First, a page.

Taxman's £585m crackdown on unpaid VAT from online sellers including Amazon and eBay


Taxman’s £585m crackdown on unpaid VAT from online sellers including Amazon and eBay

  • Officials have sent VAT bills directly to foreign sellers who target British customers 

The taxman is chasing Amazon, eBay and foreign sellers who use online marketplace sites for £585million in unpaid VAT, The Mail on Sunday can reveal.

The bounty would represent a major haul for HM Revenue & Customs after years struggling to extract tax from online firms such as Amazon and eBay and people who use these sites.

Officials have sent VAT bills directly to foreign sellers who target British customers. In other cases, they have sent the demands to the online marketplaces.

Battling: The taxman is chasing Amazon, eBay and foreign sellers who use online marketplace sites for £585million in unpaid VAT

Battling: The taxman is chasing Amazon, eBay and foreign sellers who use online marketplace sites for £585million in unpaid VAT

HMRC is chasing the cash under a crackdown launched in 2016 over fears foreign sellers were undercutting British rivals by failing to add VAT to the price of goods.

Companies with a turnover of more than £85,000 a year have to register with HMRC and pay VAT of 20 per cent on goods sold online.

New rules introduced in 2016 give HMRC the power to bill online marketplaces if sellers on their sites evaded tax.

Figures obtained by The Mail on Sunday show the rules prompted 78,000 firms to register for VAT between March 2016 and July 2019.

These sellers have admitted to owing £315 million between them and have been targeted directly by HMRC with demands to pay up.

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HMRC has separately identified £270million of unpaid VAT on goods sold by sellers who have failed to register. It has sent 8,800 letters to websites such as Amazon and eBay asking them to pay up – or get the unregistered vendors to do so.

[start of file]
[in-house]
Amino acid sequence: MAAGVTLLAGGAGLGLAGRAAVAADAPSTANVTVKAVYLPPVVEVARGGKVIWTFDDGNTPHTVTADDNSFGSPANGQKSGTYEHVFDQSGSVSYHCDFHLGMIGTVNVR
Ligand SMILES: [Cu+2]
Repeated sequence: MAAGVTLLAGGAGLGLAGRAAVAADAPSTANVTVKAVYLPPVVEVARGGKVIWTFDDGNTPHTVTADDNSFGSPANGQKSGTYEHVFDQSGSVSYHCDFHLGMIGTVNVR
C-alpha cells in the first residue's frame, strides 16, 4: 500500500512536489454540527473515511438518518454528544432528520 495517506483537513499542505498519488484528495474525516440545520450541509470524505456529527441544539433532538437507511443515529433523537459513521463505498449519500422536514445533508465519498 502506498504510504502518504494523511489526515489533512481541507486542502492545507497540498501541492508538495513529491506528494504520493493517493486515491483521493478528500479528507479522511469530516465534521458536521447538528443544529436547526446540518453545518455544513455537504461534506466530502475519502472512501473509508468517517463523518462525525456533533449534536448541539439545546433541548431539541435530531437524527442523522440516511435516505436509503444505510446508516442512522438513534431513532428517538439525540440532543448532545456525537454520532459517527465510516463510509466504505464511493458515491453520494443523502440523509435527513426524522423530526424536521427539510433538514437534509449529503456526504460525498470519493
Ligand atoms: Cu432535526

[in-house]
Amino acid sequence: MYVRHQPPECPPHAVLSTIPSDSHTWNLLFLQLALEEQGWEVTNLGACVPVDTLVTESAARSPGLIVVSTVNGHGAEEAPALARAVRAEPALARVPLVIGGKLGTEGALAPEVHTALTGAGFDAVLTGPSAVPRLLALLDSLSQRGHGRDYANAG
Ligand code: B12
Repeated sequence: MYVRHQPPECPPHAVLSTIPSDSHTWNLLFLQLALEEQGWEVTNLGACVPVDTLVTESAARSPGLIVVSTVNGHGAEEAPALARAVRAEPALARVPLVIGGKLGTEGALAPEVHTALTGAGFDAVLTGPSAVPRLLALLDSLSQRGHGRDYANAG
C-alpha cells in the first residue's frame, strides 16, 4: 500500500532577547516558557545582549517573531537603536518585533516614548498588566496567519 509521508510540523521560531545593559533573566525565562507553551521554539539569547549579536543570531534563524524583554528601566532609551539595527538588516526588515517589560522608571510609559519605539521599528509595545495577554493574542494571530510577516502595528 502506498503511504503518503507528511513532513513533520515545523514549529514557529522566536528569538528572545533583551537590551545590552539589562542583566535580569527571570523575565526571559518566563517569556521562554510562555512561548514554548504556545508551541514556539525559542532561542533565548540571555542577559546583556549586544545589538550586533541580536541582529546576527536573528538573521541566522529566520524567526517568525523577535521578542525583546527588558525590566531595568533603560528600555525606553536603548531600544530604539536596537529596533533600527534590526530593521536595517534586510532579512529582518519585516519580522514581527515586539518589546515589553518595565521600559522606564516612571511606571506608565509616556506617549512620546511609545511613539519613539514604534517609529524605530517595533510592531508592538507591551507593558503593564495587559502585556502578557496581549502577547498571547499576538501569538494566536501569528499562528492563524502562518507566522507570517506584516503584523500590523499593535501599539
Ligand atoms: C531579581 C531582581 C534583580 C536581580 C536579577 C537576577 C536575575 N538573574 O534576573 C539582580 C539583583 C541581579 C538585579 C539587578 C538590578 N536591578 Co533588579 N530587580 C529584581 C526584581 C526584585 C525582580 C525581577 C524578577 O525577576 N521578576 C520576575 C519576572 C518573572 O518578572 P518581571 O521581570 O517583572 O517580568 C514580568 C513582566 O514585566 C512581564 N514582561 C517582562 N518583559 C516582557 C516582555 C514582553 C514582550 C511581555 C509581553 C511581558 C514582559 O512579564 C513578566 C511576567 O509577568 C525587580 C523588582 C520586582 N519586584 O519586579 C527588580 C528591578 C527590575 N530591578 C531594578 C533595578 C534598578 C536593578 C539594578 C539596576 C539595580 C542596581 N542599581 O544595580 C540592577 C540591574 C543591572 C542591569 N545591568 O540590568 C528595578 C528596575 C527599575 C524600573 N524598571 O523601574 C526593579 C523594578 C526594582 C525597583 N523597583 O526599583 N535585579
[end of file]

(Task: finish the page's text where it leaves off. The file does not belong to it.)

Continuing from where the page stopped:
An HMRC spokesman said: ‘We continue to use all powers available to ensure overseas online sellers act on a level playing field with those based in the UK.’

The tough rules were introduced in 2016 after MPs said online retailers were ‘turning a blind eye’ to those skirting around the VAT system.

Rules: New rules introduced in 2016 give HMRC the power to bill online marketplaces if sellers on their sites evaded tax

Rules: New rules introduced in 2016 give HMRC the power to bill online marketplaces if sellers on their sites evaded tax

Thousands of foreign firms selling on internet auction sites are still thought to be operating without a VAT number. Campaigners say tougher rules would bring in even more money for the Treasury.

George Turner, at TaxWatch UK, said: ‘There needs to be a change in policy to ensure online platforms like Amazon collect VAT on all sales to UK-based customers, regardless of where the seller is located.

‘VAT fraud is devastating to legitimate British businesses.’

An eBay spokesman said: ‘We have no tolerance for vendors who fail to comply with their VAT obligations on our marketplace. We will continue to support HMRC in its efforts to ensure a fair and level playing field for businesses.’

An Amazon spokesman said: ‘Amazon was the first signatory to the Government’s voluntary co-operation agreement to drive HMRC collection of these taxes owed. We’ve also introduced low-cost and simple tools for third-party sellers to register, report, and remit VAT.

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‘In the UK, we estimate the Government has collected more than £1billion in VAT receipts from the proportion of UK sales in Amazon stores that are subject to UK VAT.’



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